So, to influence the horse’s thrusting power, you would drive your horse forward when the desired hind leg is in contact with the ground.
For example, that means you would ask for a canter transition when the horse’s outside hind leg is on the ground. Or you would ask for medium trot when the inside hind leg is on the ground so that the horse can push himself forward.
When the horse has his weight on his outside hind leg, you can influence the inside hind leg to create greater closing of the joints and therefore greater reach.
In asking for greater reach, you influence the flight pattern of the hind leg when it is at its highest, most flexed point. At this moment, the horse has his opposite hind leg engaged and in contact with the ground in readiness for the moment of thrust.
Engagement or carrying power is created by the rider’s use of the half-halt.
In the half-halt, you ask your horse to slow down and take more weight onto his hind leg joints. That happens when the hindfoot hits the ground, and the joints of the hind legs are closed.
The development of collection
Once the horse’s hind legs are strengthened in the three ways described above, he will be ready to achieve true collection in all the paces.
Collection can be developed through the use of transitions and in your preparation for them.
True collection results from the culmination of carrying power, thrust, and reach all being equally developed.
The collection develops throughout the horse’s schooling right through from the very first training levels to the ultimate collection that’s demonstrated by an established Grand Prix horse.
Developing thrust, reach, and engagement in the dressage horse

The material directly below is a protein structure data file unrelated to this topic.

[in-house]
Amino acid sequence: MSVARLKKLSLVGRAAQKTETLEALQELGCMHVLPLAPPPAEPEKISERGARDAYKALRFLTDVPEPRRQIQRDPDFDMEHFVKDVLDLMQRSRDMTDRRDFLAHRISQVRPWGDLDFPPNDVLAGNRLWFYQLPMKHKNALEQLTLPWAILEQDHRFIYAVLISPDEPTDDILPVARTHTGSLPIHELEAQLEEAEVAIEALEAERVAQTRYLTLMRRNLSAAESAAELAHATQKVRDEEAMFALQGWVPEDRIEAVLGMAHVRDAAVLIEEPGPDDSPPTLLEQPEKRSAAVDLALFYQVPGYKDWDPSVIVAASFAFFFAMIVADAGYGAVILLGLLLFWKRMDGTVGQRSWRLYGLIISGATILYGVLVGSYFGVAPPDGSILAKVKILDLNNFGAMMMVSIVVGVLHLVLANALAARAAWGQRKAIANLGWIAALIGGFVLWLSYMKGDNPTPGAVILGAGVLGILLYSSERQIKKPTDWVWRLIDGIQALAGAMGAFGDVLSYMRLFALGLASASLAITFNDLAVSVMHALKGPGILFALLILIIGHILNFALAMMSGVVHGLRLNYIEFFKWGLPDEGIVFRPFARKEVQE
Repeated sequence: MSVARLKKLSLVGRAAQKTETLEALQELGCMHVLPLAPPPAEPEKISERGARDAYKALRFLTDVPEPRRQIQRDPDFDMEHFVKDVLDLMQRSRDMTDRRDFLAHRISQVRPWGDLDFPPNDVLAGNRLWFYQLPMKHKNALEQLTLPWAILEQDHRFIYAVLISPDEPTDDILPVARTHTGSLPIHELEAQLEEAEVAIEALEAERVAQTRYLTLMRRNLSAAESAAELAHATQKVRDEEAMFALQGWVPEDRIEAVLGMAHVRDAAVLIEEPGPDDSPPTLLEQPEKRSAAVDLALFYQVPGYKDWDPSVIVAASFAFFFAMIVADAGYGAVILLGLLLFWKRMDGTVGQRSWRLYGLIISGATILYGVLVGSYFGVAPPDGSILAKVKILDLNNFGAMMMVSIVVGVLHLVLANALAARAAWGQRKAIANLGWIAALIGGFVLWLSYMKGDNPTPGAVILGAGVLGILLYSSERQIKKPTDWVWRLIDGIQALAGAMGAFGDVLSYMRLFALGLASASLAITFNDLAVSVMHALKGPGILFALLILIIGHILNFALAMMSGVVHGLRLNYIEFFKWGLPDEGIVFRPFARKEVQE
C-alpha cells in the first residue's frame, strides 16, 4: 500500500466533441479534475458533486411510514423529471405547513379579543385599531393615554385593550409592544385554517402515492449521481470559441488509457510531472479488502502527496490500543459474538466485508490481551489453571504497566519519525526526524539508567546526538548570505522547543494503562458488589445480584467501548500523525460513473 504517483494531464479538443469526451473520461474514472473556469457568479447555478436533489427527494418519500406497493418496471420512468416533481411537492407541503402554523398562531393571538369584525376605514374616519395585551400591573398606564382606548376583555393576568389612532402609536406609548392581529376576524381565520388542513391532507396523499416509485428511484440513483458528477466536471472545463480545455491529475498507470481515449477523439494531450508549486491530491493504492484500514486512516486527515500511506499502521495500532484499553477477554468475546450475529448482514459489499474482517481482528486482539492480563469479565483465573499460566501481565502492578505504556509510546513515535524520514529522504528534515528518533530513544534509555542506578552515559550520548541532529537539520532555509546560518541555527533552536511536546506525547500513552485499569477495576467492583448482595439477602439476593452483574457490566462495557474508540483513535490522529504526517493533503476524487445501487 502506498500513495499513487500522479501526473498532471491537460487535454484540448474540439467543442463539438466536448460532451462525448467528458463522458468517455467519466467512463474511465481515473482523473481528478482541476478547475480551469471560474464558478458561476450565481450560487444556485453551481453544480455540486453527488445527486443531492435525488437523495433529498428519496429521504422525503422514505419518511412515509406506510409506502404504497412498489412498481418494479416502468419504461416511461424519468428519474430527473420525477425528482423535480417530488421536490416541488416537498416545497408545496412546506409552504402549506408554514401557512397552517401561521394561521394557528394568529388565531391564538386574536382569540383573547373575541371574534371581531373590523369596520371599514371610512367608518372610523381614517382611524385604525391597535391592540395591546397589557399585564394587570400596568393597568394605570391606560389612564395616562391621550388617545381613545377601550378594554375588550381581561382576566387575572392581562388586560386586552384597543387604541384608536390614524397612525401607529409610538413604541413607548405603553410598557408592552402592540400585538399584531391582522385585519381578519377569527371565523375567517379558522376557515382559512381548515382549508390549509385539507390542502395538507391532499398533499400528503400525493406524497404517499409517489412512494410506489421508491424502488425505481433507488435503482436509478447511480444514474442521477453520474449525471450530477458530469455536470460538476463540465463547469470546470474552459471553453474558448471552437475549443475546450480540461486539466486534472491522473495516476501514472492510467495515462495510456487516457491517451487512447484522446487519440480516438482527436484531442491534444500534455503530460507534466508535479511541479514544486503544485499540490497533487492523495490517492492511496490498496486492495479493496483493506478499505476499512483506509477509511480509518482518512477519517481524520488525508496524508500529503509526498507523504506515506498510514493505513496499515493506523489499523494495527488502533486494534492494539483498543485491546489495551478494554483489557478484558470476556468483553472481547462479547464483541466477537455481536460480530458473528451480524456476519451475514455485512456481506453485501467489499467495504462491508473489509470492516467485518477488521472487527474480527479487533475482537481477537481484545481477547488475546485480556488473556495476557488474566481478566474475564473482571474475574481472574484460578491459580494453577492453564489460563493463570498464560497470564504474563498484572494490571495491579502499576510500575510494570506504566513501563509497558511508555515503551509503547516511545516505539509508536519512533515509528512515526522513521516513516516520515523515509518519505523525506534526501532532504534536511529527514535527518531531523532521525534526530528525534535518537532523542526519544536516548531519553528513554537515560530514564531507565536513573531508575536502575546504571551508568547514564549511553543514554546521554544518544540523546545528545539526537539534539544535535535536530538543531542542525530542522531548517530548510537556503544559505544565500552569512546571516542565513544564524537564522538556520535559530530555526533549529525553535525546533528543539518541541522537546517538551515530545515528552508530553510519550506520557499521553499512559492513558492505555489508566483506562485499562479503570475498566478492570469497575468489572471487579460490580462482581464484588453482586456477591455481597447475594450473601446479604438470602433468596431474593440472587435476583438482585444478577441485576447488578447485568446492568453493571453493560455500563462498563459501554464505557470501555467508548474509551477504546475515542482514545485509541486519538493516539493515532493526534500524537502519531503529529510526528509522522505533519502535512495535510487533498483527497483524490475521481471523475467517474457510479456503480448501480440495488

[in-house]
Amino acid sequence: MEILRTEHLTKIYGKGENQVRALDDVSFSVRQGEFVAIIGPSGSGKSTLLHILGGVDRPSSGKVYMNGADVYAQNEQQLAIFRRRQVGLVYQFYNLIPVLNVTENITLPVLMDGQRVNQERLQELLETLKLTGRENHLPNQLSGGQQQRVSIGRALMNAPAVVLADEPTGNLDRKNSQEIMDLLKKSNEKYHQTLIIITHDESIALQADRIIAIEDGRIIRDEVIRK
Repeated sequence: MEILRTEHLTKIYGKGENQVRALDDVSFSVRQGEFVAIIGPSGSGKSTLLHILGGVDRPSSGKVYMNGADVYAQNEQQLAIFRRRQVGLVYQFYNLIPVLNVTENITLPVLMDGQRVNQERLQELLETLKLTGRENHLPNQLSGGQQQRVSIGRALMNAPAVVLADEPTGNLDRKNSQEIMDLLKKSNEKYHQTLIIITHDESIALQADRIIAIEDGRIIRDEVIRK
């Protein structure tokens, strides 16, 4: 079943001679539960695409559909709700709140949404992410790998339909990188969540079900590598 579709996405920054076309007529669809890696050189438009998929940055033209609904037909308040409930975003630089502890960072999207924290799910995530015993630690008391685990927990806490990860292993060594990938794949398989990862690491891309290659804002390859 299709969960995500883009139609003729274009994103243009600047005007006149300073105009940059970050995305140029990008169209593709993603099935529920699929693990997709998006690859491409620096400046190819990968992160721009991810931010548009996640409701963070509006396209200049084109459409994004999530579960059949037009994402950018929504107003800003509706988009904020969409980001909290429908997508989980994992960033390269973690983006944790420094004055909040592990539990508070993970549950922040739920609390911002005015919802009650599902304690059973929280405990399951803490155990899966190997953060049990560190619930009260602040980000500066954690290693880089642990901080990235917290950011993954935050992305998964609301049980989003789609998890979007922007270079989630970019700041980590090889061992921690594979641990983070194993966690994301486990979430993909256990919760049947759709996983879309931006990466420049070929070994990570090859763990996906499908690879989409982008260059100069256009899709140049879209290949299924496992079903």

You can work on developing your horse’s thrust, reach, and engagement through the use of schooling exercises.
As the horse’s hindquarters become stronger and more developed, he will be able to develop true collection and more power to his paces.
Try using the following exercises to develop pushing power:
Ride a 10-meter circle in the first corner of the long side of your arena,
From the point where the circle touches the long side, ask your horse to leg yield onto the diagonal line.
As the horse moves sideways, he will flex his outside hind leg under his weight, while engaging his inside hind leg more underneath his body.
On the quarter line, use your seat aid to ask the horse to push a little more for two strides.
In the canterwork, use a half-halt to ask your horse to step more underneath himself on the first beat of the canter stride. In the moment of suspension, ask the horse to jump more underneath himself.
The result of this schooling method will see a much more powerful and expressive trot and canter.
To achieve true collection, you need to school your horse to use his hindquarters correctly to create thrust, reach, and engagement.
The process of achieving collection is developmental and cannot be rushed. It’s not realistic to expect a young horse who is still working at the beginning of his dressage career to be able to achieve collection. And forcing the issue can result in injuries and setbacks.
Let us know what you think of this post and share your experience with us in the comments box below.
- How to Build Relaxed Power in the Dressage Horse
- How to Develop Your Horse’s Engagement in the Canter
- How to Develop Self-Carriage
- How to Create Energy in the Dressage Horse